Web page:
The following is a guest post by Liam Phillips, who recently completed a summer internship in the Literary Initiatives Office.
I applied to be a Library of Congress intern during my spring semester in college, after I received an email that advertised internships for the humanities. Something about recordings of poetry, the National Book Festival, writing. That was enough for me to brush up on the cover letter format and send in my application. About a month later, I got an email informing me that I was asked for an interview in the coming week, and not long after I was on an Amtrak to DC.
“Where do you work?” was easy enough to answer. To most, I can simply say I worked at the Library of Congress. To fellow DC interns, I worked at the library. After a pause of internal oohs and ahhs, I often got the much-awaited, “Well, what do you do?” Political science nerds would ask, “Do you do research with the CRS [Congressional Research Service]?” My mom would ask, “Did you stack any books today?” No and no. I worked in literary programming.
During my summer internship at the library, I worked on a variety of projects. I reviewed author biographies and session descriptions for the 2022 National Book Festival website, coordinated the 2022 Rebekah Johnson Bobbitt National Prize for Poetry submission process, and worked on transferring and making resource guides for former Consultants in Poetry and Poets Laureate. My favorite moments at the Library were adventitious digressions of wonder—listening to hours of former laureate Charles Simic read his poetry at the Library, deciphering Joseph Brodsky’s handwritten Russian letters in the Manuscripts Division, or stumbling upon a lecture Brodsky gave to begin his laureateship in 1991, the last of which led me to reflect on the role the library plays in presenting literary events.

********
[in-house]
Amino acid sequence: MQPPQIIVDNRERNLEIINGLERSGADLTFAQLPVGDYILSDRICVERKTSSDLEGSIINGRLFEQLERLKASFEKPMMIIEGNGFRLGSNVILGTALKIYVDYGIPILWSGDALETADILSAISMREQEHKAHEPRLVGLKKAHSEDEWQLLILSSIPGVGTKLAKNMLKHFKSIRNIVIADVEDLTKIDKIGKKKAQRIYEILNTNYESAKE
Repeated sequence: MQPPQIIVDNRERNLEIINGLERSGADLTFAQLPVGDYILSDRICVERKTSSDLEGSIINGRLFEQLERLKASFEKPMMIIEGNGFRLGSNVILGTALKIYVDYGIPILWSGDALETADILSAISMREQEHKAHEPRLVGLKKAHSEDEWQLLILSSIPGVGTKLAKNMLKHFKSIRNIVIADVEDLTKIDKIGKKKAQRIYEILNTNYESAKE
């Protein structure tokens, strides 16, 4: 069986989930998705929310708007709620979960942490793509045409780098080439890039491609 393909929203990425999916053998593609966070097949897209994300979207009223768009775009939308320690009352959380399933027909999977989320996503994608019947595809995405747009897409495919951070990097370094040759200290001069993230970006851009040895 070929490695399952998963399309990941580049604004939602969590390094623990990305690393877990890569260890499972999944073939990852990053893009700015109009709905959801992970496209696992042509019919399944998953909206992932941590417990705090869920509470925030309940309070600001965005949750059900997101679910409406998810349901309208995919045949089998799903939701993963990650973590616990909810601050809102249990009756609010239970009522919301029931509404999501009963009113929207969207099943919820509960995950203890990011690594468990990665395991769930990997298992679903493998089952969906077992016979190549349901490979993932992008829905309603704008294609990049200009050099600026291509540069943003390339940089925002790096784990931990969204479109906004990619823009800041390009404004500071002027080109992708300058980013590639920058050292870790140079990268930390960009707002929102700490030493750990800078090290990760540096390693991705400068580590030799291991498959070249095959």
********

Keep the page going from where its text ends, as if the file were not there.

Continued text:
In the lecture, Brodsky gave a concise and pointed response to poetry in the U.S, stating, “I take this job in the spirit of a public servant, not in any other, so it is the audience for poetry in this country which is my concern, and it is in this public servant spirit that I find the existing creation of 1% [of the U.S. population that reads poetry] appalling and scandalous, not to say tragic…” (10:14). He argued that “everybody is a potential reader of poetry… This is, after all, a country of mass production, and I don’t see why what has been done for cars can’t be done for books of poetry, which take you quite a bit further” (12:50).
Brodsky developed the first truly national laureate project, to place anthologies of American poetry to hotels, hospitals, and homeless shelters. Brodsky’s critique, project, and hope revealed to me who the Literary Initiatives office serves. While many great divisions of the library work with literature as study, preservation, or legislation, the Literary Initiatives office works to promote literature to a national audience by way of free events, the National Book Festival, and resource guides–featuring poets and writers, and in celebration of reading.
I was honored to work with the Literary Initiatives office and to see my work as public service. I rediscovered my passion for being a reader—and appreciated the office’s work on behalf of readers like me across the country. I want to thank Deziree, Rob, Sasha, Anya, and Clay, along with all the other Library staff and interns across different divisions, to make my first internship a warm, rigorous, and rewarding experience.